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Chinese Buying Drives Sotheby’s Hong Kong Sale To $170 Million

Bidders From Mainland China Dominate As Expectations Are Surpassed In Landmark Autumn Auction

Chinese contemporary artist Liu Ye's "Portrait of L" sold in Hong Kong for $209,000 over its high estimate

Chinese contemporary artist Liu Ye's "Portrait of L" sold in Hong Kong for $209,000 over its high estimate

Over the last week, we’ve followed the Sotheby’s autumn auction in Hong Kong, which included sales of everything from fine wine to antiquities to contemporary Chinese and Asian art, noting that sales were well above estimates and sell-through rates were promising. Today, in a wrap-up of the sales, Le-Min Lim of Bloomberg illustrates how this series of auctions, led by Chinese rather than American buyers, represents a major shift in auction buying trends:

The total beat both the presale estimate of HK$950 million and last year’s auction, which raised HK$1.1 billion ($141.7 million at that time), half its forecast, three weeks after Lehman Brothers Holdings Inc.’s September 2008 failure.

“The bidding was intense,” auctioneer Henry Howard-Sneyd said in an interview after the auction. The mood in the saleroom was “electric” when Emperor Qianlong’s throne came on the block yesterday, he said: “This shows when the right item comes along, the money is there — especially from China.”

Chinese collectors have come out in force over the last year, recognizing quality lots and quickly developing a sophisticated eye for collection-worthy wines and paintings. In terms of antiquities, an area in which Chinese collectors have more experience, however, they seemingly can’t be beat:

The strength of Chinese bidding at the antiques sale defies a decade-old trend of Western dominance at the priciest end of the market. As recently as June, Sotheby’s rival, Christie’s International, said Americans were its top clients in this category, followed by the Chinese and Hong Kongers. Of the 2,400 lots offered this week, 88 percent found buyers.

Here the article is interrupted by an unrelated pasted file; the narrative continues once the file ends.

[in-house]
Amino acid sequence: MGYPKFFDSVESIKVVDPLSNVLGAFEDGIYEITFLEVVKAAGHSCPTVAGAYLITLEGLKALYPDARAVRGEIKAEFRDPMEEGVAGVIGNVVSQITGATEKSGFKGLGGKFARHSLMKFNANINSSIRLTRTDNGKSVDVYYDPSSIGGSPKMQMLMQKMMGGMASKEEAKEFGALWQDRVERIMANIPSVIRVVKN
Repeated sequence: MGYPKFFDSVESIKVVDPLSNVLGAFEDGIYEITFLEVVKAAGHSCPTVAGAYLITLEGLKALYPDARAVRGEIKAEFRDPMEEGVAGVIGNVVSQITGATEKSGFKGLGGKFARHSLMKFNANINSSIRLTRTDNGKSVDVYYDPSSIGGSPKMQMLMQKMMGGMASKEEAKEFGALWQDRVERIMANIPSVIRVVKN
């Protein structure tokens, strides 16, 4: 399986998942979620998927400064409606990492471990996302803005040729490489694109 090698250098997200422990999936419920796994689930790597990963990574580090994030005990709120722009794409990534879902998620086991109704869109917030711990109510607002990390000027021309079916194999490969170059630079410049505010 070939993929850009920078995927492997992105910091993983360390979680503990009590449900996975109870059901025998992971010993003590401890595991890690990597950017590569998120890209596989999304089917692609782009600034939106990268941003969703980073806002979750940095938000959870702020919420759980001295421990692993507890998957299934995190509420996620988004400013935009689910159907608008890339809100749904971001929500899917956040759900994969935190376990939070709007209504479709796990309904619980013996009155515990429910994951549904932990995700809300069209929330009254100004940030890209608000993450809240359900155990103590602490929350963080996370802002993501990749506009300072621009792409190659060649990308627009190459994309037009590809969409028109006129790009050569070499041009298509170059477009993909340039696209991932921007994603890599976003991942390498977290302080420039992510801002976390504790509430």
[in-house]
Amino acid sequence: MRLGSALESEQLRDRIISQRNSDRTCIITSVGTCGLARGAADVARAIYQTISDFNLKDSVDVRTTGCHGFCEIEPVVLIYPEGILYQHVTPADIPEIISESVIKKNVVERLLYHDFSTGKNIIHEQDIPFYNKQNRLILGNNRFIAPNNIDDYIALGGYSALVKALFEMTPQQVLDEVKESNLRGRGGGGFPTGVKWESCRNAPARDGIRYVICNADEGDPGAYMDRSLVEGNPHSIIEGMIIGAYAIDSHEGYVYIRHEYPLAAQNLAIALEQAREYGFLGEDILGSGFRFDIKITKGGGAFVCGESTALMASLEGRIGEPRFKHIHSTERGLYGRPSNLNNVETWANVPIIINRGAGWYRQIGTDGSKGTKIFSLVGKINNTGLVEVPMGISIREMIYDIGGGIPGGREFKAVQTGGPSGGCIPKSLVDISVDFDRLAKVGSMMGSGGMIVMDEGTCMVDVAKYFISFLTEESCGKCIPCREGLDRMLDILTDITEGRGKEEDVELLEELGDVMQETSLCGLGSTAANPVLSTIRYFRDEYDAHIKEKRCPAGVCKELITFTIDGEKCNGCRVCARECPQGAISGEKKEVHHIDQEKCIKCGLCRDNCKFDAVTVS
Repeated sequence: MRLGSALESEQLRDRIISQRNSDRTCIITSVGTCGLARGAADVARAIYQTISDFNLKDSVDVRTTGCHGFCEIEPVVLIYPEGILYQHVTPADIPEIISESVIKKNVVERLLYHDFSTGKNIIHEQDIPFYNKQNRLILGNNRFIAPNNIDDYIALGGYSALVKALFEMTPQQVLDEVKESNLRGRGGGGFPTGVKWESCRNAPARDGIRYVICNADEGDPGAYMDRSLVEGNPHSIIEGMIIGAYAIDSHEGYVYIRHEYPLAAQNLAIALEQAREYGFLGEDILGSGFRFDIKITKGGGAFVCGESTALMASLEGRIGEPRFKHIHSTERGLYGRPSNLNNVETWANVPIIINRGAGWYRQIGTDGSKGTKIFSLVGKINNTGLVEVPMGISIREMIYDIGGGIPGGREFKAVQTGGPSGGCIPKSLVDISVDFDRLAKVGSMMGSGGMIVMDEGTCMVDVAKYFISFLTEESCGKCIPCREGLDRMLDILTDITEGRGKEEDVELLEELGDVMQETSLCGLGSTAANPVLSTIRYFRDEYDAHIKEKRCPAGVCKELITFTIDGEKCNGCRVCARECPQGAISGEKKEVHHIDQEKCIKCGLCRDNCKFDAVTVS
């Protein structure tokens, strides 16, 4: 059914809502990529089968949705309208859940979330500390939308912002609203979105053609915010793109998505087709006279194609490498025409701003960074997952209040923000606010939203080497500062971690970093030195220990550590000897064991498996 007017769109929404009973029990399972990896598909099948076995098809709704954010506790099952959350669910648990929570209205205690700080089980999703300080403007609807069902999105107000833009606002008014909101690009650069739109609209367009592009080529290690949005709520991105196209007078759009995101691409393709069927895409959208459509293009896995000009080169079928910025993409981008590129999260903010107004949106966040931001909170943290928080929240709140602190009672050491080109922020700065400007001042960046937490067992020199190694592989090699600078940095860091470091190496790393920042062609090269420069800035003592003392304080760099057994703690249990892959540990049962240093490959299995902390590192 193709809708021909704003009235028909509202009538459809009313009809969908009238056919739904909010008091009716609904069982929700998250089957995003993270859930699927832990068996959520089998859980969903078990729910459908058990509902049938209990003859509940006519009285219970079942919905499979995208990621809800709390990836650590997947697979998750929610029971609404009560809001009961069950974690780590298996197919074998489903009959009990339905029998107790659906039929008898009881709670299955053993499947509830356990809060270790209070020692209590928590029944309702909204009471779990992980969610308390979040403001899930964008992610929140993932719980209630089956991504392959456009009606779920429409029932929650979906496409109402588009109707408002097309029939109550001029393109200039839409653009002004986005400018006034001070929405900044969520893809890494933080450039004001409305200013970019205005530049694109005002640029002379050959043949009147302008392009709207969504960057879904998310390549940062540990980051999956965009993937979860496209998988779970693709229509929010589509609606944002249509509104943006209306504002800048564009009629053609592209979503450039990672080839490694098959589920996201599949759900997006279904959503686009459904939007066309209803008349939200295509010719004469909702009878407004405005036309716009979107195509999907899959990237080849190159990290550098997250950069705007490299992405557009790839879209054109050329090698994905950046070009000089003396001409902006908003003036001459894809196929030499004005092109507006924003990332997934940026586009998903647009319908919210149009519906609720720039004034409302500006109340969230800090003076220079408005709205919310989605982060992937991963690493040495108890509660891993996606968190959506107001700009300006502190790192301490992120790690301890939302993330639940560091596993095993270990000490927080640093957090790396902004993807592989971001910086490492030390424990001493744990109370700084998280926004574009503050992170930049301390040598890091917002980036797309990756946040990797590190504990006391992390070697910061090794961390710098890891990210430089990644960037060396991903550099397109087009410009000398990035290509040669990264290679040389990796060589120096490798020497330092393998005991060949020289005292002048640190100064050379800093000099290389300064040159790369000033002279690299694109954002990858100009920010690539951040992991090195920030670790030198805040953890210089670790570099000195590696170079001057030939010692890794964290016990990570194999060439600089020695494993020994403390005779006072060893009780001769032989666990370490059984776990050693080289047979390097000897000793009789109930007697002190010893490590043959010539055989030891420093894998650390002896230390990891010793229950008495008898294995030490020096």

The Chinese also bought the priciest wines and oil paintings by masters and contemporary art. Over the weekend, a Chinese buyer paid a record $94,000 for a 6-liter bottle of Chateau Petrus 1982; another spent HK$7.3 million for a 1984 oil-and-color on paper by Li Keran at the auction of classical Chinese paintings; while a third spent HK$36.5 million on a mid- 1950s oil-on-board painting, “Lotus et Poissons Rouges” (“Lotus and Red Fish”) by deceased Chinese master Sanyu.

While this article claims contemporary art underperformed, I think the sell-through at the contemporary Asian art auction speaks for itself. If lumping together all of the pieces at the contemporary auction — which included Chinese, Japanese and Korean artists in one large sale — I would say the final tally is brought down significantly by the Japanese and Korean artists, who sell, on the whole, for significantly less than quality Chinese contemporary artists.

In terms of the Chinese artists up for grabs in the contemporary sale, selling rates were excellent, with 5 of the 6 Zeng Fanzhi paintings up for auction going for well above than their high estimates, Yue Minjun’s “Hats Series – Two Lovers” selling for $372,000 over its high estimate, and works by top Chinese artists like Liu Ye, Wang Guangyi, and Huang Yongping destroying pre-sale estimates.

Ralph Lauren Planning To Open 15 New Stores Annually In China

Fashion Brand Sees Potential To Broaden Foothold In Lucrative, Yet Challenging Fashion Market

 

Ralph Lauren's sole free-standing location in China is located in Shanghai's luxury Jin Jiang Dickson Center. The company plans to branch out very rapidly in coming years

Ralph Lauren's sole free-standing location in China is located in Shanghai's luxury Jin Jiang Dickson Center. The company plans to branch out very rapidly in coming years

Wing-Gar Cheng writes for Bloomberg today that American retailer Ralph Lauren hopes to open 15 new stores in China annually in coming years. While the signature Ralph Lauren style has been adapted — or “copied”, depending who you ask — by brands with a long-time presence in China, like South Korea’s E-Land (not to mention counterfeiters throughout the country), the number of free-standing Ralph Lauren locations has remained limited. With the global demand for higher-end items remaining relatively anemic in the North American, Japanese, and European markets — despite improvements — China, with the high potential of its second- and third-tier cities, remains a sought-after target by mid- to higher-range fashion brands like Ralph Lauren.